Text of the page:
Sunday, 11 September 2011

9/11 -- The Public and the Personal

Today, as we all know, marks the 10th anniversary of 9/11, the pivotal -- in some ways defining -- event of our time (to date). It is difficult to know exactly what should be said, except that it might involve in parts: some reflection, some sadness, some remembrance of lives lost and lives changed, some humility when we consider the fleeting nature of our existence, some thankfulness for our freedom (which I believe we can do without resorting to cliché). No doubt there are more parts yet that should be added to the whole. 9/11 changed our terms of reference in profound ways that we cannot even fully realize. It was, in the words of some, the "end of the end of history" -- the phrase "The End of History" having been popularized in the 1990s by Francis Fukuyama.

The Idle Historian researches and writes about war, terror and fear in a different time -- the 1930s and the impending war with Fascism. The threat these individuals faced was of another nature, but our human reactions to the fear of attack remain quite constant. We debate strategy and politics. We doubt to what extent our liberty should be constrained in order that it should be preserved. We are tempted towards division, even as the fear makes us long for unity. 

Even though many of us were in no way directly involved in the events of that dreadful day, 9/11 stories are always intensely personalized. One example is the omnipresent question: Where were you when you first heard the news? Most of us remember the events of that day in great detail -- the shock, the disbelief, the feeling of not knowing if this was the end of the horror or just the beginning. The years since have seen events played out in arenas global and local -- from distant wars in Iraq and Afghanistan to an airport near you: the removal of shoes, the enhanced security, the confiscated tube of toothpaste or shampoo, the certainty that things were not as they were.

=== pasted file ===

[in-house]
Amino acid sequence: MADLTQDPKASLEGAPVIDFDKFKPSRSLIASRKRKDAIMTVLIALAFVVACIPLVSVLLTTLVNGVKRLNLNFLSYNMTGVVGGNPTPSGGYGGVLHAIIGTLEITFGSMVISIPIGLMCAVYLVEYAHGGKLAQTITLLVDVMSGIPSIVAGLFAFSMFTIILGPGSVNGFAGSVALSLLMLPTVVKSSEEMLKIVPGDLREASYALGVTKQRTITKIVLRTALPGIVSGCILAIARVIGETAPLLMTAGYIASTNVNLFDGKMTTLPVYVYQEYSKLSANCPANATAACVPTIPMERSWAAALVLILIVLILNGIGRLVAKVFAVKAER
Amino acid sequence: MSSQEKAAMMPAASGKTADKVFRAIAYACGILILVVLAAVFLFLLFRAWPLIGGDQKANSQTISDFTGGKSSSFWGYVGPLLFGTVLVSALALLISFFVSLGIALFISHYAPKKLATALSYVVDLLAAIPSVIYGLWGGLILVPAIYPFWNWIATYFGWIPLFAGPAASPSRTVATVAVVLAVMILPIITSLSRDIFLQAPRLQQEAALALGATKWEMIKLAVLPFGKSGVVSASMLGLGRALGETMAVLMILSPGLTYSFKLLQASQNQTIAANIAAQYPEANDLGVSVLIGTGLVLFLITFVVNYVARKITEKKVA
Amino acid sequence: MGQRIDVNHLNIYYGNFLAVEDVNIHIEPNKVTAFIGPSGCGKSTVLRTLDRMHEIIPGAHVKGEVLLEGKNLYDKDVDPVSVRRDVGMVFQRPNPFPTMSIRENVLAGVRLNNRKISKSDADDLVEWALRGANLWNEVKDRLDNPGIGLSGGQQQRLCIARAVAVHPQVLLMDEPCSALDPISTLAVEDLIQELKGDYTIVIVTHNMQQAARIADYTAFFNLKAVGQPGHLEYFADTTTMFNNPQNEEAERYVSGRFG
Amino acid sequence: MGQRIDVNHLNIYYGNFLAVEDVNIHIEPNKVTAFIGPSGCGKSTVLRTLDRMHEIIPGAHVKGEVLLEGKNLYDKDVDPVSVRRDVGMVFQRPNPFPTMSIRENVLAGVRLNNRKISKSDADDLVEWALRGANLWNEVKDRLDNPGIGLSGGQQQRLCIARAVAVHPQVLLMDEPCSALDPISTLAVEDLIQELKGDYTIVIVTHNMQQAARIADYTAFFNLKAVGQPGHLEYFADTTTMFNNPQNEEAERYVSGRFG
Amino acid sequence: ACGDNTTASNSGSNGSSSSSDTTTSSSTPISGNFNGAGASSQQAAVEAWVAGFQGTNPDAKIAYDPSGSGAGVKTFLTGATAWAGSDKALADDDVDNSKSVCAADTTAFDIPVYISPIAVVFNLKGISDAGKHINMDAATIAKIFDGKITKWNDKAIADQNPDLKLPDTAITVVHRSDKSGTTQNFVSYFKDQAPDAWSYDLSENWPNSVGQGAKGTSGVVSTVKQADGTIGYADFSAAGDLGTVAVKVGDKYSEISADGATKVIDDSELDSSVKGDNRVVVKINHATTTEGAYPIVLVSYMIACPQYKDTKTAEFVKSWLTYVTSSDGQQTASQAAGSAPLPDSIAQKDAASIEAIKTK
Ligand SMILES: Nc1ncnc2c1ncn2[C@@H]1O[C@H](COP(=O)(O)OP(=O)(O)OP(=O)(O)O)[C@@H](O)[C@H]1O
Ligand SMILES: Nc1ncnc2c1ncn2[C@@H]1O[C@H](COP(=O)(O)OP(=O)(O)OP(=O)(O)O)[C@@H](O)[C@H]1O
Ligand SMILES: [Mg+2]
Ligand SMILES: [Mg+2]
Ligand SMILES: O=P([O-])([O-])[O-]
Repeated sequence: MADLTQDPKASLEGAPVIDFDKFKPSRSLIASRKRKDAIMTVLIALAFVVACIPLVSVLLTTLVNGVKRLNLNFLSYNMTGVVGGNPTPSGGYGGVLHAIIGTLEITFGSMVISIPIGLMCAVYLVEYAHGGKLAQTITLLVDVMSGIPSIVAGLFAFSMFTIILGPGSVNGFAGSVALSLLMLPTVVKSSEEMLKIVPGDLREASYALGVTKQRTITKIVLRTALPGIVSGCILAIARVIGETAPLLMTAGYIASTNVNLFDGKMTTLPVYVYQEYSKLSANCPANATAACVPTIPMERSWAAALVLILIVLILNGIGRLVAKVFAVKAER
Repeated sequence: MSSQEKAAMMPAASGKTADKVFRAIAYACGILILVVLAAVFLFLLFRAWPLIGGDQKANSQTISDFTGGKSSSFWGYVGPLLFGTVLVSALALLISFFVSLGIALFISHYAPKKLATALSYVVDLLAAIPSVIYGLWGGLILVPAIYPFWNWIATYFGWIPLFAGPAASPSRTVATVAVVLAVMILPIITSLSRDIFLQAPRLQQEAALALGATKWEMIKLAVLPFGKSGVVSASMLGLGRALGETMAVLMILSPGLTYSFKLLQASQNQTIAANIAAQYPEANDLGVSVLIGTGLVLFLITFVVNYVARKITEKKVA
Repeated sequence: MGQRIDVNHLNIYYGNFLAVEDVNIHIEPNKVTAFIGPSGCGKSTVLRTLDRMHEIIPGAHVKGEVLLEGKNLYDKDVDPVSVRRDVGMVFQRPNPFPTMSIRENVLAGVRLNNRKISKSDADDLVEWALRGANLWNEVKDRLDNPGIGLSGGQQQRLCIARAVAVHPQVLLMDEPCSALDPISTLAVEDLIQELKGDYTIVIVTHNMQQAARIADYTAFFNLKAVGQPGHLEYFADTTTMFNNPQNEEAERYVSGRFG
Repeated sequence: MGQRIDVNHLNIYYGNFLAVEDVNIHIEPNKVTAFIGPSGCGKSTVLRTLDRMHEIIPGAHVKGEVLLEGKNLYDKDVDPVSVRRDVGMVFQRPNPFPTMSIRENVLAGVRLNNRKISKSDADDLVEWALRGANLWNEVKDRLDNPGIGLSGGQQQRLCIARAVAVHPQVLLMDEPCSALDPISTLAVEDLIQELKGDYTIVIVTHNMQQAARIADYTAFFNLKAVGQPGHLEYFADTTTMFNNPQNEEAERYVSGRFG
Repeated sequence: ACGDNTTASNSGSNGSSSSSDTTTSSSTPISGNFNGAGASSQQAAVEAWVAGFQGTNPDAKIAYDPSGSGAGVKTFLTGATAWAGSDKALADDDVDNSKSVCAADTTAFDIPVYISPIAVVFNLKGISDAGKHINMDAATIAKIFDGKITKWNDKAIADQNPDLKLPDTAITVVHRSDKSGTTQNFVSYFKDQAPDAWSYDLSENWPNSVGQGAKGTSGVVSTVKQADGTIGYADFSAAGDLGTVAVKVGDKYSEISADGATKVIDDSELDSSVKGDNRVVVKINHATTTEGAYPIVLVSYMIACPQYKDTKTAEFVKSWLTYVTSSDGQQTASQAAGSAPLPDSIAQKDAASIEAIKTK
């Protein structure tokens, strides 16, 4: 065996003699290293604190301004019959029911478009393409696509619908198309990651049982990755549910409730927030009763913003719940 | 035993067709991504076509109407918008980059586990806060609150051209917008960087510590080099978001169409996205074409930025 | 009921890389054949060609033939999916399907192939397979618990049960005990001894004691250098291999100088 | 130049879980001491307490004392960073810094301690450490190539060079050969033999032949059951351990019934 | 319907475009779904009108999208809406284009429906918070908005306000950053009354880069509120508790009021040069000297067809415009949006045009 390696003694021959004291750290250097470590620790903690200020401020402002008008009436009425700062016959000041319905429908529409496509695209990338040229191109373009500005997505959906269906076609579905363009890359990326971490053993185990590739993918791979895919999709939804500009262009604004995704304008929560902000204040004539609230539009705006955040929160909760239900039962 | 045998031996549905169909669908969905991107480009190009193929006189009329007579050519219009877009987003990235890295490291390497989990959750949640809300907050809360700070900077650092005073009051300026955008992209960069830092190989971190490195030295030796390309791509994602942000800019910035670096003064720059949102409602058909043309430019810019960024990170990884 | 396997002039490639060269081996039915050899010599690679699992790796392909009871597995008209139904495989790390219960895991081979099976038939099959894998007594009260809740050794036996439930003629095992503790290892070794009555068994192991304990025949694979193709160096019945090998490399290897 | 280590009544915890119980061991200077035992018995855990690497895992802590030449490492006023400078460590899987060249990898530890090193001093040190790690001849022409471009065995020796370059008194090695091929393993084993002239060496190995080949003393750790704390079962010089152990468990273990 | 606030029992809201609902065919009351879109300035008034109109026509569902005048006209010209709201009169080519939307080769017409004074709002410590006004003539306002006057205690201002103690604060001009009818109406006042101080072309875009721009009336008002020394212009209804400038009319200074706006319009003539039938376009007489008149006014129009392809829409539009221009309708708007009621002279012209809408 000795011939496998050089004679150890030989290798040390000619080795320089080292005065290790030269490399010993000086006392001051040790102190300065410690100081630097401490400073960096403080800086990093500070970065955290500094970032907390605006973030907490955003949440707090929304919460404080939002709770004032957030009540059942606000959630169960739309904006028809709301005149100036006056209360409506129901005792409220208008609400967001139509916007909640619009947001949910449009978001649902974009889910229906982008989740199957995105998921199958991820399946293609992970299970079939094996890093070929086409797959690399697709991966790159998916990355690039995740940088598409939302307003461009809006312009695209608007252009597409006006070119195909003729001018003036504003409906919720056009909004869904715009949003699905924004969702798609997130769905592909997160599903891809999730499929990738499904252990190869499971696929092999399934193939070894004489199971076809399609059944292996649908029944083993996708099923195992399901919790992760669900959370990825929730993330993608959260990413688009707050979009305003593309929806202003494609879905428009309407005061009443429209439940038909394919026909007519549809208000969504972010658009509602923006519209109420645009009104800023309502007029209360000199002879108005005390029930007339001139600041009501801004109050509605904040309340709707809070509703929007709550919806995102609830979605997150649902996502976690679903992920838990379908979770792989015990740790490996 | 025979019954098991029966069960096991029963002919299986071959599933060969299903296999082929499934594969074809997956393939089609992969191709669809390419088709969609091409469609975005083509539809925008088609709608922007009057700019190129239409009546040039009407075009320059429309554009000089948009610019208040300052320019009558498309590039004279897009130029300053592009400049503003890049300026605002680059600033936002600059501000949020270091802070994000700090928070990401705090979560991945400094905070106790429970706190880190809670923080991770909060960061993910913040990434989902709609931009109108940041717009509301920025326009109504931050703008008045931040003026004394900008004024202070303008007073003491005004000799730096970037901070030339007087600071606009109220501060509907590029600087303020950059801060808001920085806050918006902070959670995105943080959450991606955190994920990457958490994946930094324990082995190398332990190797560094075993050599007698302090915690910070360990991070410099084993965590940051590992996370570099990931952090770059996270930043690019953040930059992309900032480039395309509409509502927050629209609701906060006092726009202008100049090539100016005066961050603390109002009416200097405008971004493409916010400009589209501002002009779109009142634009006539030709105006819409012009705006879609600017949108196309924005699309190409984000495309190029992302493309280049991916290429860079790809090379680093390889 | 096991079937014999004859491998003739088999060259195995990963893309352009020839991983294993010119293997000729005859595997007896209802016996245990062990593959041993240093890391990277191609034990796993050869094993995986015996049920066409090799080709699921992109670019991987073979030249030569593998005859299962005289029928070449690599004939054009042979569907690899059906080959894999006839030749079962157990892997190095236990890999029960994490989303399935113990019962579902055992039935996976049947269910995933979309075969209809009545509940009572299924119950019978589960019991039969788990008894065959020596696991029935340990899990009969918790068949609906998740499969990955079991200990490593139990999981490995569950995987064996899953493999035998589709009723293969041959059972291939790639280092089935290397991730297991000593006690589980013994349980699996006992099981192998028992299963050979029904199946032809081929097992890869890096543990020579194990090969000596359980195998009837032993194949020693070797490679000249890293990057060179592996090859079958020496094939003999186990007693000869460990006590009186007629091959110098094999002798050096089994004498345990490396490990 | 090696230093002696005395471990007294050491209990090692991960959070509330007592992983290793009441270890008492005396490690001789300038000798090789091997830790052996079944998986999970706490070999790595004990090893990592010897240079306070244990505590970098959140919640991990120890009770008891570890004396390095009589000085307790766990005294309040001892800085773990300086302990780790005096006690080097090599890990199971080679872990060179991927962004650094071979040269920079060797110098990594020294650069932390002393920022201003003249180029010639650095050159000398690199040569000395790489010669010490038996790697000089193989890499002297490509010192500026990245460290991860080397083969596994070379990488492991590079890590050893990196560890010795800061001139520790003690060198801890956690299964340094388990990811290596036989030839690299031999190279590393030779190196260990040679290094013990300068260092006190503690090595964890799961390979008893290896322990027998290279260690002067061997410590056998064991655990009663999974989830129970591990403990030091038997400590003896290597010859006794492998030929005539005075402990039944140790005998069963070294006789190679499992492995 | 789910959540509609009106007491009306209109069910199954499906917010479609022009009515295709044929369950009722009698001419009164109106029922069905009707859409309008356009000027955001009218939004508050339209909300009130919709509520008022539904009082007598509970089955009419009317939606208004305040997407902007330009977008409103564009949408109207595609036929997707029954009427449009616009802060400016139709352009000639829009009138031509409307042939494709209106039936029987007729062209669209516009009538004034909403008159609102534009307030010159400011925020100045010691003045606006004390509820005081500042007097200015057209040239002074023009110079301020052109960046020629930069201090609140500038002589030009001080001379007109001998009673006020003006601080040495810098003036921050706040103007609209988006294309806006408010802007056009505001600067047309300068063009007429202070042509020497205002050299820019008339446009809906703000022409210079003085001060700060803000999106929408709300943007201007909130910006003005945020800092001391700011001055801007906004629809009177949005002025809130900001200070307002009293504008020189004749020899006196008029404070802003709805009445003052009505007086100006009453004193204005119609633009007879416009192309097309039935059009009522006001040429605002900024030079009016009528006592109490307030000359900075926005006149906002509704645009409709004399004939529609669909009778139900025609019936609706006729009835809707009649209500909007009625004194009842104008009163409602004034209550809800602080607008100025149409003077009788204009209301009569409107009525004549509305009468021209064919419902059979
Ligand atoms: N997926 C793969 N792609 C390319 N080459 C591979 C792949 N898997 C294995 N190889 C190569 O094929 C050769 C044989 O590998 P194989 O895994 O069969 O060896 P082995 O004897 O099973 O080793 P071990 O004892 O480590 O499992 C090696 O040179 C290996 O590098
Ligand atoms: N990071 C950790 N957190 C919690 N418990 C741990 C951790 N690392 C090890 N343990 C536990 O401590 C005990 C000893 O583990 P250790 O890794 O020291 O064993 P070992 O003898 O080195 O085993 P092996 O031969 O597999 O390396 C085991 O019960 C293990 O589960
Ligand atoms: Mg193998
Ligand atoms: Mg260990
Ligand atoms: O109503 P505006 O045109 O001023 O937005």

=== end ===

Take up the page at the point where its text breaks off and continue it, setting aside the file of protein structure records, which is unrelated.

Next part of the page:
For the Idle Historian the immediate days after 9/11 involved, rather coincidentally, joining the Canadian Army Reserve. The paperwork had been processed months before, and the timing was simply random. I had been accepted as an officer cadet but not sworn in. When some friends learned of the impending event, a general reaction went along the lines of whether a reconsideration should be made -- even at such a late stage. It is easy to forget now that no one could really be certain at the time how far Canada's involvement in wars and counteractions might extend. Predictions of immediate, multi-continental conflict proliferated. But, as I see it, you cannot volunteer to join the army only to change your mind when there was an actual possibility of being sent to war.(*) What is the point of being here if you were to duck out just when you were actually needed? In the aftermath of 9/11 people asked themselves this question in ways great and small, considering how to proceed as communities and societies. We struggle with the meanings of citizenship, inclusiveness, and fear. We are uncertain of what the narrative of 9/11 is now and will be in the future, but ultimately it forms the backdrop of the new world bequeathed to us.


(*) In actual fact, I knew at the time that there was only the most remote possibility of ever being called up to distant battlefields (although such an eventuality cannot entirely be ruled out). The Canadian Army Reserve is not like the National Guard in the US in that Reservists have not been ordered to overseas conflict since the Second World War. Reservists can, and do, volunteer for overseas tours. You MAY, however, be called up for any type of service based on the turn of world events and possible emergencies, and as a Reservist you understand this on signing up.

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